•March 4, 2012 • 1 Comment
Strawberries + orange peels + vanilla bean pods = a delicious syrup topping for the Challah french toast
With warm weather brings pretty skirts!
Rye bread + bagel chips + guacamole = snacking before the breakfast meal
Customary kitchen pose!
Cutting the onions far far away from Leah
Smoked salmon? Yes please!
Glasses of Villa Maria to start off
Ta da! Challah french toast and scrambled eggs mixup with lox, scallions, tomatoes and capers with a side of creme fraiche dotted with lemon zest and scallions. Sweet and savory reigns supreme at breakfast club.
•January 26, 2012 • 4 Comments
Nights at the JBF House are always wonderful, even more so dining under a Russian alias. No photos of the appetizers, but I rather enjoyed the nofo duck wings in which the meat practically melted off the bone, leaving one left to stand in a crowded room clutching a meatless bone, and the tuna nofoise toasts served in little china spoons, which I watched one of the sous chefs painstakingly use a pair of tweezers to lay the micro-greens over the tiny heap of tuna. Tweezers are mini tongs. To drink with the appetizers was a sparkling syrah from Jamesport Vineyards starting the night out right with a little bubbly.
Ta da! Finally we are seated in the main dining room! In a small alcove tucked into a corner of the room was a cozy table for six.
Alas – I scooped up the first course of bay scallops in a grapefruit consomme before I had a chance to take photos. Clean flavors, I love raw scallops. Especially ones that were just harvested the day prior.
Below is the second course featuring squares of fluke from the east end of Long Island over a pork rillette draped with lardo, and a little wasabi spiced salad on the side.
Pierogis! Perfectly cooked, the pierogis were filled with braised duck leg, with a little sauerkraut and clabbered cream on the side. (still not sure what this clabbered business is about) This course was accompanied by one of Keith’s wines – the Keith Luce NoFo Red 2009.
The wonderful roasted duck breast over a winter root vegetable panna cotta and a small piece of pumpkin seed dried fruit brittle – tasty!
And finally, dessert – featuring a surprising pairing in the black garlic ice cream. The garlic ice cream is subtle for garlic, and delightful on the tongue. The pumpkin donut and spiced chocolate ganache was pretty swell too!
And there was a gift bag with the below items:
We left grinning from ear to ear. Thanks JBF, Keith Luce and K.
•January 15, 2012 • 2 Comments
The Dutch Baby, or German pancake as it is sometimes known, falls somewhere between a pancake and a popover.
1/2 cup milk (I used soy milk)
1/2 cup of flour
1/2 tsp granulated sugar
pinch of salt
dash of vanilla extract
2 tbsp butter
Put the cask iron skillet into the over and preheat the oven to 475 degrees Fahrenheit. Meanwhile, whisk the eggs, then pour in the milk, and whisk to combine. Add the flour, sugar, salt and vanilla extract and whisk again, eliminating lumps of flour, while taking care to not overwhisk. I added a little water to loosen up the batter. Take the cast iron skillet out of the oven, and butter the skillet all around the inside. Pour the batter in, place the skillet back into the oven and lower temperature to 425 degrees. Take the dutch baby out in about 15 when its turned a golden color with a browned crust.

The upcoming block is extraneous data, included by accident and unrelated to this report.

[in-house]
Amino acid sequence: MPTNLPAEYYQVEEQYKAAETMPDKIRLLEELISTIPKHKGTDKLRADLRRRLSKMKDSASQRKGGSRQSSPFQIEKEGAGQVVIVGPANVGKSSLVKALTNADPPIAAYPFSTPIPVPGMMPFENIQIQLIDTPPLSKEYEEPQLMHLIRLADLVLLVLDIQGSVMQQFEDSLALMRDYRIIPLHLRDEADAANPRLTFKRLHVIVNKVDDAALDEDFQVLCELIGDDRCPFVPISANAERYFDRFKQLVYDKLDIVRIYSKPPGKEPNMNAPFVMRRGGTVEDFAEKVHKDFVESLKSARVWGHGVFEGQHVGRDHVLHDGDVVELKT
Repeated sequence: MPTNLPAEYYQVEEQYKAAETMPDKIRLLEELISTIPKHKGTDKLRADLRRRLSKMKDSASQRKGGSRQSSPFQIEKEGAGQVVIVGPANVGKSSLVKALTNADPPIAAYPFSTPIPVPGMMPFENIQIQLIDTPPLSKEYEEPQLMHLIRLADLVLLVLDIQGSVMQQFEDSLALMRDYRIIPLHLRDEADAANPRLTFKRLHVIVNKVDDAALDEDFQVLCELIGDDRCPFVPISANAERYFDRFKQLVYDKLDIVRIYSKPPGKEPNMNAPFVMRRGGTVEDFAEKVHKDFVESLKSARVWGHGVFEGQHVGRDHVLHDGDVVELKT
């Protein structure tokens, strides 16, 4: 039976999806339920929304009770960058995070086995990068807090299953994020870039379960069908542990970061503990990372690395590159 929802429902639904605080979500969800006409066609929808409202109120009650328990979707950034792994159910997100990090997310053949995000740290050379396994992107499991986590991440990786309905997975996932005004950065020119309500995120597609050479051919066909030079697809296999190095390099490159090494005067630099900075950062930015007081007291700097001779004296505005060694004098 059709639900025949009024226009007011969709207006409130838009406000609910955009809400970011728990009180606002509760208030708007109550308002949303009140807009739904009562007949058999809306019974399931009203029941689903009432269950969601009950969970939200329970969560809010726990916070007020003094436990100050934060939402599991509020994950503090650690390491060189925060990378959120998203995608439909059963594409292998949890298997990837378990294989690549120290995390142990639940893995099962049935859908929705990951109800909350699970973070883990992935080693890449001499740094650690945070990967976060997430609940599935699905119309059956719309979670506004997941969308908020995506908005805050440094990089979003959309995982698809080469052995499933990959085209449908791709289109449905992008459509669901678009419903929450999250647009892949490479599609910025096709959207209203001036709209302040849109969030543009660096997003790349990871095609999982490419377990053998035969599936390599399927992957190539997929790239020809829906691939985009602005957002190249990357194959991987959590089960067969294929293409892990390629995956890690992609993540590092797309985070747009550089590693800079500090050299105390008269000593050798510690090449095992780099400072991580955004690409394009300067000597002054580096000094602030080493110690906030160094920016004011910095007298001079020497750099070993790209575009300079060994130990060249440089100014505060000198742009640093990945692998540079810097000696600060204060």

Dusted with confectioner’s sugar and topped with ripe blackberries – mmm! Breakfast/dessert for dinner! Certainly isn’t the healthiest dinner I’ve had, but on a brutally cold winter’s night in Brooklyn, it warms the kitchen and the body.
After this first baby, I added a little more batter to the skillet for a thinner version, which had more of the lightness of a crepe. Before I knew what was happening, I topped it with more sugar and berries, wrapped it like a crepe, and gobbled the whole thing up. Next time, I’ll be sure to try a version with lemon sugar, and another version with Nutella.
All Recipes: Dutch Babies II
•January 15, 2012 • 1 Comment
The first Supper Club of 2012 starts the year with spice. Priyanka hosted and made Bhel Puri, a dish composed of puffed rice, potatoes, onions, cilantro, and further flavored with mint and tamarind chutneys. It looks a bit like a savory cereal, and like cereal, best consumed soon after making, for fear of soggy rice.
Shake, shake. Toast, toast.
Spicy indeed. Kicked my butt.
Vino from Ksenia’s trip to Italy.
Plating and expediting.
TJ’s vegan Masala burgers
•January 15, 2012 • Leave a Comment
Here’s to a new year, and new manifestos.
•January 9, 2012 • 1 Comment
K brought some truffles back from her trip to the Piedmont region of Italy, and they became the star of a cozy, winter Sunday meal.
A creamy risotto dotted with petit pois and strips of wilted collard greens, with a little truffle cream added for good measure, and finished off with shavings of white truffle and grated Parmesan.
Sliced sourdough from Dean & Deluca drizzled with olive oil and slivers of white truffle. A side of mouthwatering duck salami from the Hudson Valley Duck Farm at the Sunday Park Slope farmers market. This platter was polished off by the end of the night.
The feast of queens.
A well deserved, happy meal!
Baby brussels sprouts sauteed with panko
Slices of acorn squash roasted in the oven with olive oil and zaatar, and drizzled with wildflower honey and red chilli pepper flakes.
Nearly hidden among the winter vegetable delight, were wilted collard greens seasoned with an apple cider vinegar from Canada with a slightly sweeter taste due to the quince-like fruit.
After watching Sunday’s lineup of cooking shows on PBS, and admiring Jacques Pepin’s technique and coveting his many souffles within a crepe, we finished off Trufflextravaganza with a pear and blackberry oat and Speculoos crisp topped with a scoop of blood orange sorbet.